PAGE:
The show navigated...very complicated relationships and emotions through deceptively simple humourCallie Vandewiele

As it turns out, the name of veteran comedienne Callie Vandewiele’s solo show, Bitch Slapped by my Moon Cup… and Other Ways in Which Adulthood Is Not What I Expected does not refer to an actual incident in which Vandewiele got into an effeminate physical altercation with her menstrual cup. Or at least, I assume so, because she never brought up what would – let’s face it – make excellent stand-up material. Nevertheless, Bitch Slapped by my Moon Cup is a joyous peek into the backstory of an American transplant whose childhood involved Mormonism and goldfish in the freezer, as well as a satisfying end to a Saturday night. I would highly recommend that you go, but it was a one-night affair – so if you weren’t there, you missed out.

Vandewiele’s opening act was Cansu Karabiyik, a relative newcomer to comedy whose style of humor seems to lure you into a false sense of security, before hitting you with a jab of slight discomfort followed by a left hook of gasp-inducing irreverence. Karabiyik began with a fairly innocuous bit about clapping for various professions before asking a member of the audience if they had ever had sex with a prostitute. She continued with gems such as, “I’m a very progressive person. When I meet any woman, I assume she has a penis. And when I meet any guy, I assume he’s gay.” (You had to be there.) Overall, Karabiyik succeeded in taking up her own space while still whetting our comedic appetites for Vandewiele, whom she introduced by asking us to cheer as if she were “a stripper about to take her bra off.”

“The ability to see the humour in the hardships of adulthood is something we can all learn from her”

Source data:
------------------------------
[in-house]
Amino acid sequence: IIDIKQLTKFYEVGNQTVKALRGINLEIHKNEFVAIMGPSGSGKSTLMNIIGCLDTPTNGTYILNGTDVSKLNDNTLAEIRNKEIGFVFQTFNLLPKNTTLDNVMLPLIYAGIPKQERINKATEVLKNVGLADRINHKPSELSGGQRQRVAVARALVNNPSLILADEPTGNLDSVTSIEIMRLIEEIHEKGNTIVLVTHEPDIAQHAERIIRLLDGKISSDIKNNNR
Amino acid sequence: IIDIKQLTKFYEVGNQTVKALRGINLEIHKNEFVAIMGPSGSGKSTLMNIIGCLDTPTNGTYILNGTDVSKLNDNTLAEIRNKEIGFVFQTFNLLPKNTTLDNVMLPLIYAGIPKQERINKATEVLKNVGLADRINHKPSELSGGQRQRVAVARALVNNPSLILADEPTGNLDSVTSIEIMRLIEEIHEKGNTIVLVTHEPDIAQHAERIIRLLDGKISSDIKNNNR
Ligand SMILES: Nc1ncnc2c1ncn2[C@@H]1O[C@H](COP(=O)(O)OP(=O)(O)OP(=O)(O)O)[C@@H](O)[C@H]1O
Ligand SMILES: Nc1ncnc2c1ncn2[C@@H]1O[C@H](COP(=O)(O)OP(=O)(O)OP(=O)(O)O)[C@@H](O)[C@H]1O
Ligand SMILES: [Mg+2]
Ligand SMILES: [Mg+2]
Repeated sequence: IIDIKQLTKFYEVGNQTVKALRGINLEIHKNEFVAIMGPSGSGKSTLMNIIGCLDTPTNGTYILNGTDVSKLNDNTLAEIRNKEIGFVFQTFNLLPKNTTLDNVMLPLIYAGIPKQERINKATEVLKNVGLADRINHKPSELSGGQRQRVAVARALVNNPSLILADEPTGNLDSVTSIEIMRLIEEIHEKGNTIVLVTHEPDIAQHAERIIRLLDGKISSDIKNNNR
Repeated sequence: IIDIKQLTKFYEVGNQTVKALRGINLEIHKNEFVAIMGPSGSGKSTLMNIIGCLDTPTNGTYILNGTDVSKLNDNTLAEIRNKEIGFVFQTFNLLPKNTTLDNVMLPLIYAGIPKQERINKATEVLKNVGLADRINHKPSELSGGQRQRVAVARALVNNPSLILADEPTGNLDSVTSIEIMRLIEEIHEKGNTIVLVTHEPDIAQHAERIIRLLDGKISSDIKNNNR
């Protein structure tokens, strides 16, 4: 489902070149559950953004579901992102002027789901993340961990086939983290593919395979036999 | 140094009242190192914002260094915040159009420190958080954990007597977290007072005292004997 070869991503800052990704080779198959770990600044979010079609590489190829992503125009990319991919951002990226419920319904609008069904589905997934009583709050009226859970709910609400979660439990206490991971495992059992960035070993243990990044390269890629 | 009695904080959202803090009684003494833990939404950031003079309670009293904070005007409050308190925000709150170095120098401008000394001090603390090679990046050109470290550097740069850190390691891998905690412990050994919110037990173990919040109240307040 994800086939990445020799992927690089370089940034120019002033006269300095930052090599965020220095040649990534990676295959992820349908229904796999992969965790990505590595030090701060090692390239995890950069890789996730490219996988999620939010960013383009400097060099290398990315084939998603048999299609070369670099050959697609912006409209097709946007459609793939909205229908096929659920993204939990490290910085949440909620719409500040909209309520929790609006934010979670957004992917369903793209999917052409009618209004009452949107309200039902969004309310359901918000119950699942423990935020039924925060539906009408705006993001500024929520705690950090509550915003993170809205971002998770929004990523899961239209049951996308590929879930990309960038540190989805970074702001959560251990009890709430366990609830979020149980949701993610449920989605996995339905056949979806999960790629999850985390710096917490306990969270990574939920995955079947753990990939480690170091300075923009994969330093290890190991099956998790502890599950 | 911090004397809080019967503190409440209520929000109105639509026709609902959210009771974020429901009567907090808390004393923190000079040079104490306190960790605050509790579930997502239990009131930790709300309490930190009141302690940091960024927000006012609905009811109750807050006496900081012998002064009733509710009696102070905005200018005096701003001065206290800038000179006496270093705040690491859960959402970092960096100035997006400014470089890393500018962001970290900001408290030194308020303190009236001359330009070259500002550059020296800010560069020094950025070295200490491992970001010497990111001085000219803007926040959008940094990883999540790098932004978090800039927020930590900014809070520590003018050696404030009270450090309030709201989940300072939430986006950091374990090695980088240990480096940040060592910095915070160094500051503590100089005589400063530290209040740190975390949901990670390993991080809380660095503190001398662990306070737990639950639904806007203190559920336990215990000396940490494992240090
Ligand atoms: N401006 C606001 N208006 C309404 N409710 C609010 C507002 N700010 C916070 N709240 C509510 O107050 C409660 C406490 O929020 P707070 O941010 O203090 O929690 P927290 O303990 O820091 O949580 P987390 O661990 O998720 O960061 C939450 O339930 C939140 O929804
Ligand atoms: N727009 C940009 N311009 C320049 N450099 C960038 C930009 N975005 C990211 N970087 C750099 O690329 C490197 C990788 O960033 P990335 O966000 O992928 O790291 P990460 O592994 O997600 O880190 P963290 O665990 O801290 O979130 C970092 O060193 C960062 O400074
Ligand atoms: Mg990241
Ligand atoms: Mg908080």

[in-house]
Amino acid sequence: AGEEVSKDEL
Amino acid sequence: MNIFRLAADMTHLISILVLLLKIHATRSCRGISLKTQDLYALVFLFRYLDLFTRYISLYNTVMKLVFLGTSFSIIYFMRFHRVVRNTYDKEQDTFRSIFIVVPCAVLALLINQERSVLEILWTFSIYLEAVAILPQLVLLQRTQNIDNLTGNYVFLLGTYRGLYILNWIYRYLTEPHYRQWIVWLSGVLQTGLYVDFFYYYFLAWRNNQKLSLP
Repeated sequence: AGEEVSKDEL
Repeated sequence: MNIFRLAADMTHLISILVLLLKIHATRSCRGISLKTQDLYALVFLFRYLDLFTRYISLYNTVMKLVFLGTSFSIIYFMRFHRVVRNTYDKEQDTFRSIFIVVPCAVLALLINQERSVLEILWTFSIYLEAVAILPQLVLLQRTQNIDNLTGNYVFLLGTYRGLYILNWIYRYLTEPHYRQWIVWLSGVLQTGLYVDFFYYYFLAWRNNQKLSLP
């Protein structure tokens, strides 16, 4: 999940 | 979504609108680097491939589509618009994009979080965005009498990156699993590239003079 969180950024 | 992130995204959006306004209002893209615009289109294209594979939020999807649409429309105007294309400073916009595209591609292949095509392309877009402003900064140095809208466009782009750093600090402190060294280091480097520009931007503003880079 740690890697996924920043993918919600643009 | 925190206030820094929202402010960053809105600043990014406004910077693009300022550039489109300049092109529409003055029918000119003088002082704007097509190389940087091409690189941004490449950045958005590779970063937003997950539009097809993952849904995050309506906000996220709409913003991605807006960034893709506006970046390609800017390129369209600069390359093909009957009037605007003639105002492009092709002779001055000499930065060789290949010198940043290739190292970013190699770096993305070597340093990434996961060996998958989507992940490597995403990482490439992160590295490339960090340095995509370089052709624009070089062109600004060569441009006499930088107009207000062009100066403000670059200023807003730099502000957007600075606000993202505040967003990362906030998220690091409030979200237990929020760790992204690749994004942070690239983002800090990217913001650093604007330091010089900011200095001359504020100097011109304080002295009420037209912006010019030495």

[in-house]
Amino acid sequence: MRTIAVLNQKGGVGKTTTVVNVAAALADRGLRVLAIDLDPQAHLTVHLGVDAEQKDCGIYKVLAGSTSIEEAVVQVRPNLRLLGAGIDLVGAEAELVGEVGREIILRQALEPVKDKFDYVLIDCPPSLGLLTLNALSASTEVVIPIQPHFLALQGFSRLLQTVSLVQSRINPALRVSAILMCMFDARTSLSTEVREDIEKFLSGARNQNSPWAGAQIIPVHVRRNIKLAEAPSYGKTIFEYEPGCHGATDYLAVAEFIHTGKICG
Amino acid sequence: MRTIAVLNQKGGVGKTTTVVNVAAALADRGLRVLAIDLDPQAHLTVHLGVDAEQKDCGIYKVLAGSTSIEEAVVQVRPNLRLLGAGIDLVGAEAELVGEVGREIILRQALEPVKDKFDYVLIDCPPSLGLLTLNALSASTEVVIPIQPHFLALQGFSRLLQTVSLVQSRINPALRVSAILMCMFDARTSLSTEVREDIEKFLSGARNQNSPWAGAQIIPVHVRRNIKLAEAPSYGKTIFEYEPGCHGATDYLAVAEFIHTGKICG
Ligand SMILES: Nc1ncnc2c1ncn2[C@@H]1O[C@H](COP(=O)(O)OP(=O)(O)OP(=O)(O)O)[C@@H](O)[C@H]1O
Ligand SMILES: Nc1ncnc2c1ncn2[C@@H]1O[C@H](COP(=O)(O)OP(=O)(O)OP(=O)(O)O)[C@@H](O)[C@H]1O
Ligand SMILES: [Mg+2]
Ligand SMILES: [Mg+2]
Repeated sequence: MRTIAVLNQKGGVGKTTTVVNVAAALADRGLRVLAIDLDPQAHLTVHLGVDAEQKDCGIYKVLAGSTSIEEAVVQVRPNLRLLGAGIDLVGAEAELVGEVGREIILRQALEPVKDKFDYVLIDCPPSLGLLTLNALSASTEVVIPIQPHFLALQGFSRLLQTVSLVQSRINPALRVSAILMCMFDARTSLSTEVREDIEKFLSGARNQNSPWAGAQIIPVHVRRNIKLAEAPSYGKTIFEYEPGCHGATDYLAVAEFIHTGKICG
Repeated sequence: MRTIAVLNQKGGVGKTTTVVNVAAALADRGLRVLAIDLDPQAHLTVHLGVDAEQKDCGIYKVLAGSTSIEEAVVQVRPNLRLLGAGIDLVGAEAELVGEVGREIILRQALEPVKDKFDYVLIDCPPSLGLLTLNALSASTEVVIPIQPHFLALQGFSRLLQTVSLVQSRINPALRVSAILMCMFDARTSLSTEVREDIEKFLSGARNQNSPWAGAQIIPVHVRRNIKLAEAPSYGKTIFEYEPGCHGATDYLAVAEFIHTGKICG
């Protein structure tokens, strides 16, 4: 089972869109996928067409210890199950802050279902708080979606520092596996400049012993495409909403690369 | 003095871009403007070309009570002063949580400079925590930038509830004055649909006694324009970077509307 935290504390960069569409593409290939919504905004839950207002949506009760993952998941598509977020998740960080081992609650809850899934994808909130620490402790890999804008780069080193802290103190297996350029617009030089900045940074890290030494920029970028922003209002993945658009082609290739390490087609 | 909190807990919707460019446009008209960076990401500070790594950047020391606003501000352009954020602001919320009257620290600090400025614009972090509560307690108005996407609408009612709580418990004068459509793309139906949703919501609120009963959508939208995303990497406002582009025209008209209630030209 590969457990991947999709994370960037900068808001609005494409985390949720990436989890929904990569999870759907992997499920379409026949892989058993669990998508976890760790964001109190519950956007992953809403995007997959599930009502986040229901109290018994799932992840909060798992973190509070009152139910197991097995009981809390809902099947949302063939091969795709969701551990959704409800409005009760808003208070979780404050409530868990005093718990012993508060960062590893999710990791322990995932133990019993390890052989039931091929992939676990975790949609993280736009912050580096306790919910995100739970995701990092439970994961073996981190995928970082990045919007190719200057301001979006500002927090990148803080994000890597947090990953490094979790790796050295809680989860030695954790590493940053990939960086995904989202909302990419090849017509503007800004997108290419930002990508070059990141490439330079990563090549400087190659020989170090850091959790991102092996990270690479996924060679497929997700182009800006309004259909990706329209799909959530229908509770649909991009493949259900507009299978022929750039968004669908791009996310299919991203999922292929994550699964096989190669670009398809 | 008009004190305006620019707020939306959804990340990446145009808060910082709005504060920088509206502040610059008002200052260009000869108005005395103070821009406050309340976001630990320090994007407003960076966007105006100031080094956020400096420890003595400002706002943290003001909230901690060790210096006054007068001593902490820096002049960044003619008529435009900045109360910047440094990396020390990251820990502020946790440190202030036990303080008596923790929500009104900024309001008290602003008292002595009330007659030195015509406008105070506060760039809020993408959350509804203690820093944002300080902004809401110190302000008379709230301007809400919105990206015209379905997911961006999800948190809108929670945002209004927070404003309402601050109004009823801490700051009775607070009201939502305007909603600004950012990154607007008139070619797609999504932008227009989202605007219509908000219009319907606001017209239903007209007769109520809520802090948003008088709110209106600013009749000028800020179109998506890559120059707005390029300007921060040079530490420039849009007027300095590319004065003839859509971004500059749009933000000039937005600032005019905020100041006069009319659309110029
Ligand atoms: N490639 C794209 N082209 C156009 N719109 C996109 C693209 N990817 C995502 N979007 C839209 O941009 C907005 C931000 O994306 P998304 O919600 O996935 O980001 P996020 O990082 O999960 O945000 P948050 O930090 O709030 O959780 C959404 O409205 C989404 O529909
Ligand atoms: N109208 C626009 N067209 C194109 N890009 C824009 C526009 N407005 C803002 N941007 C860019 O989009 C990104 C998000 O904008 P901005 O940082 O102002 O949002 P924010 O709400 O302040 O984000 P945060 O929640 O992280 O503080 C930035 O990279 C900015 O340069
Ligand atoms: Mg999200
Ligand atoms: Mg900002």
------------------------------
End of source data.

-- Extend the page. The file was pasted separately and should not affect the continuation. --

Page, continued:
We obliged, although the cheers quickly dissolved into boos as Vandewiele clarified that she was under no circumstances going to take her bra off. So instead of showing some skin, she got under ours by launching into everybody’s favourite subject: politics. “As you can tell from my accent, I am not Canadian,” she clarified, an admission that practically required her to then take a dig at her beloved president: “It’s like seventeen alien lizards decided to stretch the skin out, painted it orange before climbing in, and proceeded to act like what they thought a human acted like.” Burn. I had to take a sip of my friend’s pint of ice water after that one.

But the show’s greatest strength was how it navigated what are, in fact, very complicated relationships and emotions through deceptively simple humour. Vandewiele really shone when she told us stories about her anarchist Mormon mother, the practical jokes that she and her twin used to play on their younger sister. She also recounted tales of her only living grandfather, who uses Microsoft Paint to annotate articles such as ‘The Seven Women That Christian Men Should Never Marry’ and send them to his feminist granddaughter, and her family’s insistence that Cambridge is just like Hogwarts despite her best efforts to assure them otherwise. This made me think that the show would have been even stronger had it more closely adhered to a tight theme: growing up and being a grown-up, something along those lines.

That said, Vandewiele deftly made stand-up hay out of problems that everybody in the audience could relate to (although maybe not everybody at once): student poverty, living apart from an extremely imperfect family that you love anyway, the pains of growing up. As in, actually growing up — finding an adult in your place one day and having to own up to that, even though you still feel like a kid with a few extra pounds in weight and no extra pounds sterling. But Vandewiele juxtaposes relatable problems with the idiosyncrasies of her own life (“Who knows who Michael Jackson is? I didn’t until he died”), which gives the show its flavour. The ability to see the humour in the hardships of adulthood is something we can all learn from her. Life is a bitch (slap), but often the best we can do is laugh, then live

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